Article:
MDC says now is the time to defend against invasive bush honeysuckle

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Saint Louis
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St. Louis, Mo.—Everything green is not necessarily good. That especially holds true for bush honeysuckle (Lonicera maackii). Homeowners who have seen it take over their yards know firsthand the challenges that Missouri Department of Conservation (MDC) land managers face to keep the dreaded invasive plant from monopolizing our native habitats. The plant is particularly a problem in the St. Louis region.

The good news is bush honeysuckle's advantage can also be its Achilles heel because now is the best time to fight it.

It seemed like a good idea in the 1970s to introduce a plant from Asia that grows fast, produces sweet-smelling blossoms in spring and bright red berries in fall. But what appeared to be the ticket to quickly green up barren spaces soon became a curse as the plant began to expand unchecked like green wildfire.

One advantage bush honeysuckle has is that it greens up before our native vegetation in the spring, and remains green longer into the fall. This gives it both a head start at the beginning and an extra bonus at the end of the growing season for shading out other plants. Bush honeysuckle has another weapon in its arsenal, too. "It produces an allelopathic chemical in its root system which inhibits the growth of native plants," said MDC Wildlife Biologist Erin Shank.

Shank spends a great deal of time fighting bush honeysuckle on the MDC areas she manages. She said that its late green up can also aid homeowners in their attack against the invasive plant. "It's really easy to identify right now," Shank said. "Our native vegetation is not green anymore this time of year so bush honeysuckle really stands out."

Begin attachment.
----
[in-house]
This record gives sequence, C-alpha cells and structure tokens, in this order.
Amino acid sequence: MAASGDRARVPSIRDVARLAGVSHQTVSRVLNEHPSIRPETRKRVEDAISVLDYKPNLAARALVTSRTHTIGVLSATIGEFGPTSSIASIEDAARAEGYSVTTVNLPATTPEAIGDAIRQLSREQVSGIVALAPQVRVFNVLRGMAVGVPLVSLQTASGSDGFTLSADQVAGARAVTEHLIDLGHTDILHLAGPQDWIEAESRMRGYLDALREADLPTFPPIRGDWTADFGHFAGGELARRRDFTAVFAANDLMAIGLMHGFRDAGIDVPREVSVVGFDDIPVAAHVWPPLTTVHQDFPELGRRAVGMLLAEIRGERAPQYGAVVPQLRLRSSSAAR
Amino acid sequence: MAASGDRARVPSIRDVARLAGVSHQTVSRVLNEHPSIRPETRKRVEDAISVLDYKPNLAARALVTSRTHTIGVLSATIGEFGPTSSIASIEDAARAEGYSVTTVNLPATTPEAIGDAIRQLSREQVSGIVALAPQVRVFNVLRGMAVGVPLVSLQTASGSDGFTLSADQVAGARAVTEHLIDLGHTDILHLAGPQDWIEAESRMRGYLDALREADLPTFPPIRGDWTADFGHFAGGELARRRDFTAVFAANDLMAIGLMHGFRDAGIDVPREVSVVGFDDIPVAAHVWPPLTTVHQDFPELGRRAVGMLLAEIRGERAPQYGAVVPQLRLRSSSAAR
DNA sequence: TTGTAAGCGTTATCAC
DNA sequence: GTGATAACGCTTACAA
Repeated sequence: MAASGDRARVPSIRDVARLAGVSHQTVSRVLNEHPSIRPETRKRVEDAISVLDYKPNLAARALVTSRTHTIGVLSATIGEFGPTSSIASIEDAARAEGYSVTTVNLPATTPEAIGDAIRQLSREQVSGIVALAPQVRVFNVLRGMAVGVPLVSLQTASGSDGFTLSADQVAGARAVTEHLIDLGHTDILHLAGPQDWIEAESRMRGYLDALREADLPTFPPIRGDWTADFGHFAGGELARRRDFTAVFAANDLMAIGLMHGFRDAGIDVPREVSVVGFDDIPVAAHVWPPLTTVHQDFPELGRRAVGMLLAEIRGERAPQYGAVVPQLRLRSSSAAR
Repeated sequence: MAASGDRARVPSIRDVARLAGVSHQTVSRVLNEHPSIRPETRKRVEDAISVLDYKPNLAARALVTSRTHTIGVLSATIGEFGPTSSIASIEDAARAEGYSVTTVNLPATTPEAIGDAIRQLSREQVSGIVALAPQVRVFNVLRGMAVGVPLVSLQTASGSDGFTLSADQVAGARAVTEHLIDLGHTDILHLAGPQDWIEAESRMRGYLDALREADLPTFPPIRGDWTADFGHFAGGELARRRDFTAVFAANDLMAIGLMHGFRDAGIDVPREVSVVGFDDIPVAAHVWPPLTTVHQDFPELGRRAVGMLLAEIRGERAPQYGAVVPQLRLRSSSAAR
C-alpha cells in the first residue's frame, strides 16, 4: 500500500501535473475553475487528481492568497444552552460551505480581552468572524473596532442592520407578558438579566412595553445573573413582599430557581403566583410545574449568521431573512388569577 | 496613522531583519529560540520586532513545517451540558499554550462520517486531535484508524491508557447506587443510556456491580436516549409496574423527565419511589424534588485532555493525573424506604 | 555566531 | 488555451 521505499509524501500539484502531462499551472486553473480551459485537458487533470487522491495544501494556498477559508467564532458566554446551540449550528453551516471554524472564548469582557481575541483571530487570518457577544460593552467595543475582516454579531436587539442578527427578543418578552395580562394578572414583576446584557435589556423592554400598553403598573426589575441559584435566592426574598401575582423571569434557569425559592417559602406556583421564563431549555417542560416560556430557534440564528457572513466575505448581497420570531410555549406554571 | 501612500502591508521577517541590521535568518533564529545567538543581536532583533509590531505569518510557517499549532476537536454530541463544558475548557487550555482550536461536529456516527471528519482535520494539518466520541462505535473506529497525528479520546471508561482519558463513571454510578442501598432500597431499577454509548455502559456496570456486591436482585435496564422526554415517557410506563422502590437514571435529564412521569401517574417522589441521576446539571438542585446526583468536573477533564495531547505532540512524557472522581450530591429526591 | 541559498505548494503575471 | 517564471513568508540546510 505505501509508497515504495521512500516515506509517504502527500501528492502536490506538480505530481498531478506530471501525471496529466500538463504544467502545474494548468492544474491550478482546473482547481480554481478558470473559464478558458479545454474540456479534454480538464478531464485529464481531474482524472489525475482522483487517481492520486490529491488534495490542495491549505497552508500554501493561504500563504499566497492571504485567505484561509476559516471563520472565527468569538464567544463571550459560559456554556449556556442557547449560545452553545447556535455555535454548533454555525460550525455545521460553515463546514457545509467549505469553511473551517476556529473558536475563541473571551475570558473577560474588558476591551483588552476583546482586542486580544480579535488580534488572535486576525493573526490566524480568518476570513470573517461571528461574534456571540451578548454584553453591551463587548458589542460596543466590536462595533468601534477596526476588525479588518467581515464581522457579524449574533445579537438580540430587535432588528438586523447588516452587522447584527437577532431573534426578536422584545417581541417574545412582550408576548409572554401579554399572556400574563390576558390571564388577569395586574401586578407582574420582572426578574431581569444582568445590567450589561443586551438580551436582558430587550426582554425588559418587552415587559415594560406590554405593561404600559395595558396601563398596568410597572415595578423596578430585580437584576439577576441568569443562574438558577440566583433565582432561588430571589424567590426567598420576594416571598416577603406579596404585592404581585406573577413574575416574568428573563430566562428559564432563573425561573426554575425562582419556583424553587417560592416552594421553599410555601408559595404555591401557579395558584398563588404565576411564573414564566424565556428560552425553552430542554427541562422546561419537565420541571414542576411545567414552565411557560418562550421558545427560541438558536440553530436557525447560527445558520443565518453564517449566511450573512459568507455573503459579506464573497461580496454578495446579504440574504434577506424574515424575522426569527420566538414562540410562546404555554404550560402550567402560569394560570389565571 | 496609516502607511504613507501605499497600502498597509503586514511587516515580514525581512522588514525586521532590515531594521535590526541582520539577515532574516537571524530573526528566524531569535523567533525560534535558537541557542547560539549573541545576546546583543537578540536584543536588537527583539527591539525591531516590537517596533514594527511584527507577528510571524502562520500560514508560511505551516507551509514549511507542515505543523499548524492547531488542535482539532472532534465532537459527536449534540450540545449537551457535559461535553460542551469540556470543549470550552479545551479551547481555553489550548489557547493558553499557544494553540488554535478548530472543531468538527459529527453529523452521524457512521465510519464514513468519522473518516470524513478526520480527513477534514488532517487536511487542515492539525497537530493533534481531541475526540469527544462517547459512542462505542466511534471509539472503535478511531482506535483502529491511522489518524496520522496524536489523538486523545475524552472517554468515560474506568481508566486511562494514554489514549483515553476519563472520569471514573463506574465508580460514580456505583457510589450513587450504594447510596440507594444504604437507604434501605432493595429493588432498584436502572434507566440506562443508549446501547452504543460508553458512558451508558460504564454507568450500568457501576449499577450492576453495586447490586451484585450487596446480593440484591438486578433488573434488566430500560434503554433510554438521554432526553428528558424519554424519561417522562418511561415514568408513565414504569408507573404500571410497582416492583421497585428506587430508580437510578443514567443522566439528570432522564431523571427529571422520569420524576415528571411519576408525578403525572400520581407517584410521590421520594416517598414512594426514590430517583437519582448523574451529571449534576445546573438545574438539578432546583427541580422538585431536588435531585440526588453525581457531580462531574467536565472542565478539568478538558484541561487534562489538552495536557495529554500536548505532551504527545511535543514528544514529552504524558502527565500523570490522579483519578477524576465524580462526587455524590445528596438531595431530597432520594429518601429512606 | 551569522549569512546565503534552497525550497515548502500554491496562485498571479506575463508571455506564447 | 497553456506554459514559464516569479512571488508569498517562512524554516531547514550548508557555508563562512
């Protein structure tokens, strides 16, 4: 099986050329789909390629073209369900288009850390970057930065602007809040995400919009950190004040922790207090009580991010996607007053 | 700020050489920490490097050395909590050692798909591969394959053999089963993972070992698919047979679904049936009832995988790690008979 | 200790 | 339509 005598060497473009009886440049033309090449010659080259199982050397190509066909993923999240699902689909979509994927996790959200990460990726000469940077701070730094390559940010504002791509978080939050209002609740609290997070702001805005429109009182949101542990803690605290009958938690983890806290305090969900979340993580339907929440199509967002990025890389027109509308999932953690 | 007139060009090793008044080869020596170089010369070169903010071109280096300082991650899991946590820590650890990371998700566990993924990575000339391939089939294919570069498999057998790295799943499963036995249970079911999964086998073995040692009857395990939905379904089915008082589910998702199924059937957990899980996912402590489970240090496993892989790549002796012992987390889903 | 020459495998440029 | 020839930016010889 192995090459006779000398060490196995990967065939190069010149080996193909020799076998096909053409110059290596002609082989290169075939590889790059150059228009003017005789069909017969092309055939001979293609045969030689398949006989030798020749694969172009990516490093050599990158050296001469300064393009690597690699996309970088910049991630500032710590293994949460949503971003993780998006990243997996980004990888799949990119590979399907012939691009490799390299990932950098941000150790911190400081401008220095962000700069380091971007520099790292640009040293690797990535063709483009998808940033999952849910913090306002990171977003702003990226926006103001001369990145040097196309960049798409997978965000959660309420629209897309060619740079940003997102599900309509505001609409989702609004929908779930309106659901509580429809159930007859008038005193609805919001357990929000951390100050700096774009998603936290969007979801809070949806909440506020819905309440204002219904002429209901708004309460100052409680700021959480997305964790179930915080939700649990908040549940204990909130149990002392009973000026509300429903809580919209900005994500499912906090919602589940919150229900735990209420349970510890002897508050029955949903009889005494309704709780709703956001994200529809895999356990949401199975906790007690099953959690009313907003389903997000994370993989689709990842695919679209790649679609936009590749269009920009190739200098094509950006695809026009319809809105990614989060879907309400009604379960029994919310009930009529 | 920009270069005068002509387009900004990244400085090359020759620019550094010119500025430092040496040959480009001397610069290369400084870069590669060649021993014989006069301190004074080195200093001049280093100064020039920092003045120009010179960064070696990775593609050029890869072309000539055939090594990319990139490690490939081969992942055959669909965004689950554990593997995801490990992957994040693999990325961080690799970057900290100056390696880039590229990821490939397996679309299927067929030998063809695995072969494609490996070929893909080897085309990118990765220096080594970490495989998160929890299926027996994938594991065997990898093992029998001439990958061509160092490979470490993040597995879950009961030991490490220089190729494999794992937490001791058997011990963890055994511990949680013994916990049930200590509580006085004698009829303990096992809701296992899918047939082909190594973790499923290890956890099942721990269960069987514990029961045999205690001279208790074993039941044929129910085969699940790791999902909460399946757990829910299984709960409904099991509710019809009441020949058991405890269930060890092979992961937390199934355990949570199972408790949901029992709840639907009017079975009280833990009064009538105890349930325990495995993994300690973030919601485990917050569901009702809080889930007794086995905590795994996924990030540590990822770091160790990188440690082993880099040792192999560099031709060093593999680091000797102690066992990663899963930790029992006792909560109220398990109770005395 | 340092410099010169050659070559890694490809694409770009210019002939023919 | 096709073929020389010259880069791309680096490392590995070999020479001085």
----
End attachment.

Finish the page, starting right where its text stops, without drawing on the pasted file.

The plant's active state also makes it susceptible to treating its foliage with herbicides. "You can do so with minimal to no damage to native vegetation because natives are dormant and won't uptake the chemical," Shank advised.

Shank said the first weeks of November are ideal for foliar spraying of honeysuckle. Such treatment is most effective on young to middle-aged stands that average less than 7 feet in height. The most efficient tool for foliar treatment is a mist blower, which is most useful on areas larger than 1 acre. Foliar spraying can also be accomplished less expensively with simple backpack sprayers. Shank recommends a 3 percent glyphosate (Roundup) solution with an added surfactant. Coat as much of the foliage as possible. Foliar spray when weather forecast predicts dry conditions for at least four hours after treatment.

When plants are over 7 feet high, cutting and stump treating honeysuckle is necessary. This practice can be done any time of year when the temperature is above freezing though there is some evidence that mid-autumn timing may be more effective. Cut stumps as low to the ground as possible, then treat the stump with 20 percent glyphosate solution using a squirt bottle within 10 minutes. It is crucial to treat the stump quickly after cutting. The low humidity conditions of fall cause stumps to dry enough in a short time to inhibit the uptake of the chemical to the root system. The cut surface of the stump should be lightly coated; herbicide does not need to be dripping off the stump.

"When mixing glyphosate, you should also add ammonium sulfate (AMS) to your mixture," advised Shank. "The pH of water in the St. Louis area is between 9 and 10. This high pH level breaks down the glyphosate in a matter of hours."

Once bush honeysuckle is gone, what are some good ways to get green back into a yard? "There is a whole suite of native plants that are great to replace it with," said Shank. She suggests American beauty berry, fragrant sumac, vernal witch hazel, wild plum, and choke cherry to name a few. An excellent source of native plant alternatives can be found at These plants will also be far more beneficial to native wildlife than the exotic bush honeysuckle.

Homeowners can win the war against the invasive bush honeysuckle, and now is the perfect time to attack it. For more information on controlling bush honeysuckle, go to